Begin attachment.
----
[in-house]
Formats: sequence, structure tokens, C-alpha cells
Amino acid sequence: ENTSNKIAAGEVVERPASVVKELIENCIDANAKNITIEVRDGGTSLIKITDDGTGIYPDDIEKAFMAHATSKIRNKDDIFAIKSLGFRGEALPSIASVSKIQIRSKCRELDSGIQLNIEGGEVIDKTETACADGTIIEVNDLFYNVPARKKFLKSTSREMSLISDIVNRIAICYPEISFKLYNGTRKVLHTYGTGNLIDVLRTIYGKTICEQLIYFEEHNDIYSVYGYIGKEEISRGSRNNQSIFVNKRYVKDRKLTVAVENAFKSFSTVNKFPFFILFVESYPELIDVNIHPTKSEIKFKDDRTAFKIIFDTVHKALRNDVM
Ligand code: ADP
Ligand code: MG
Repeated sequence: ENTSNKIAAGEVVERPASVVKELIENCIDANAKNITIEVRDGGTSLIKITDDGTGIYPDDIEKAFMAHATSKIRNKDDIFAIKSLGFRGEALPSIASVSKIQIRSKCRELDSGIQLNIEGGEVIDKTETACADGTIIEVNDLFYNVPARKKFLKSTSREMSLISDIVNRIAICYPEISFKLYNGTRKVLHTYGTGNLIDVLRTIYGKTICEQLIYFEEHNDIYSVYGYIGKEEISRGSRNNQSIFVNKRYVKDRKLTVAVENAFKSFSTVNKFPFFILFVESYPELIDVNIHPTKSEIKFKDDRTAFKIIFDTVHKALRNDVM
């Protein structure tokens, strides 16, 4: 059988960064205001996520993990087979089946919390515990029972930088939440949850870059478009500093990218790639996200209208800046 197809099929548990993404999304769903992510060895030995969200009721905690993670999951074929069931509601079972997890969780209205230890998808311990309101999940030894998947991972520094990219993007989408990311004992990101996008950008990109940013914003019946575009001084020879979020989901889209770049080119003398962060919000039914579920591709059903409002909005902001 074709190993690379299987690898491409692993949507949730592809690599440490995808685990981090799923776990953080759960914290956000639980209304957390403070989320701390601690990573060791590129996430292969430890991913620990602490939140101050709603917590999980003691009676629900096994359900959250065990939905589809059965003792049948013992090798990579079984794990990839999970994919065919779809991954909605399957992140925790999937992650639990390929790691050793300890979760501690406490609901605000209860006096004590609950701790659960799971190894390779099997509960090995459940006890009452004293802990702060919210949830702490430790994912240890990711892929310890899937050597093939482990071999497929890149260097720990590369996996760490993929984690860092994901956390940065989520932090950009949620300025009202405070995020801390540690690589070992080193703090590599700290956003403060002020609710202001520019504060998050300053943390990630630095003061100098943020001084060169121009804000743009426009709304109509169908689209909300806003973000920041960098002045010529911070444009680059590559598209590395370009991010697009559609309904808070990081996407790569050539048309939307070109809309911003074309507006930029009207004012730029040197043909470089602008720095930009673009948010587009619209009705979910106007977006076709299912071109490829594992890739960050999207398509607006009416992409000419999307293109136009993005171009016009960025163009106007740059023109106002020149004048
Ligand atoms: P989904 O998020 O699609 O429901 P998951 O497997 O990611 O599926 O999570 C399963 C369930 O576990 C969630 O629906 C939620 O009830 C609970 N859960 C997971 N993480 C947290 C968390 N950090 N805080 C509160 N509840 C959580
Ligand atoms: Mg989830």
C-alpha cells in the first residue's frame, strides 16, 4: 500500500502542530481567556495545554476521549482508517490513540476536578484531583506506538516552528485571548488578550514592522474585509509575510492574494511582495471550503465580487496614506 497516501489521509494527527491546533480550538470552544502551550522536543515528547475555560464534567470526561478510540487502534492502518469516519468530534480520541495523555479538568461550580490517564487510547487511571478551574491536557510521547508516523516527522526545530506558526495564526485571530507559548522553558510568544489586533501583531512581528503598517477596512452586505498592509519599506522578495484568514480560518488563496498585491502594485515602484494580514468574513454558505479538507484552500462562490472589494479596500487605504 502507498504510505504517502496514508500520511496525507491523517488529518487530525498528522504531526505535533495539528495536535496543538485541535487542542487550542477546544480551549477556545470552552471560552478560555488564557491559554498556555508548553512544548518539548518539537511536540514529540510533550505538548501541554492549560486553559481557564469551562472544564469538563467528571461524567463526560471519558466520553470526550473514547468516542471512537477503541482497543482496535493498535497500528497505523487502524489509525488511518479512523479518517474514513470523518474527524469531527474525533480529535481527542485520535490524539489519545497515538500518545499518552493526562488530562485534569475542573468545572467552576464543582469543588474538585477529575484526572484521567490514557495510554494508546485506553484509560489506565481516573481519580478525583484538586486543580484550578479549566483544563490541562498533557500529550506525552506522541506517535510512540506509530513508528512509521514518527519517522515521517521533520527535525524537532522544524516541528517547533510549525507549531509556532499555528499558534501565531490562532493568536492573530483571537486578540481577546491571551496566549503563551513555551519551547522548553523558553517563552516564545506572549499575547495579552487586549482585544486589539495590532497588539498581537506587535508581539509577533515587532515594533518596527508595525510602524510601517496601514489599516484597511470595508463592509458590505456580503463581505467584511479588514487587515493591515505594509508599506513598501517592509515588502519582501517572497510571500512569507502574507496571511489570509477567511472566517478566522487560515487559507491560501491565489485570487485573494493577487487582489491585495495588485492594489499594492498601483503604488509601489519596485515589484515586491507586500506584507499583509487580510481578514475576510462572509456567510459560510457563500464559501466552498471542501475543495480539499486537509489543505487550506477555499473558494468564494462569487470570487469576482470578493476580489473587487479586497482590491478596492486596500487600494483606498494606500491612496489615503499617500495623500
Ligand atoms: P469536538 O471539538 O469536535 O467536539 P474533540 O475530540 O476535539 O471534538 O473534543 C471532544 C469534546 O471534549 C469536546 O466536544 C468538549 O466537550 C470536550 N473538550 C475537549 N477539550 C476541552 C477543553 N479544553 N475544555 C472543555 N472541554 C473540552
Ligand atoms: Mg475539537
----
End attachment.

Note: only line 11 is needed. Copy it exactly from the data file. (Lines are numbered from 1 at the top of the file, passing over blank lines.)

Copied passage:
Ligand atoms: P469536538 O471539538 O469536535 O467536539 P474533540 O475530540 O476535539 O471534538 O473534543 C471532544 C469534546 O471534549 C469536546 O466536544 C468538549 O466537550 C470536550 N473538550 C475537549 N477539550 C476541552 C477543553 N479544553 N475544555 C472543555 N472541554 C473540552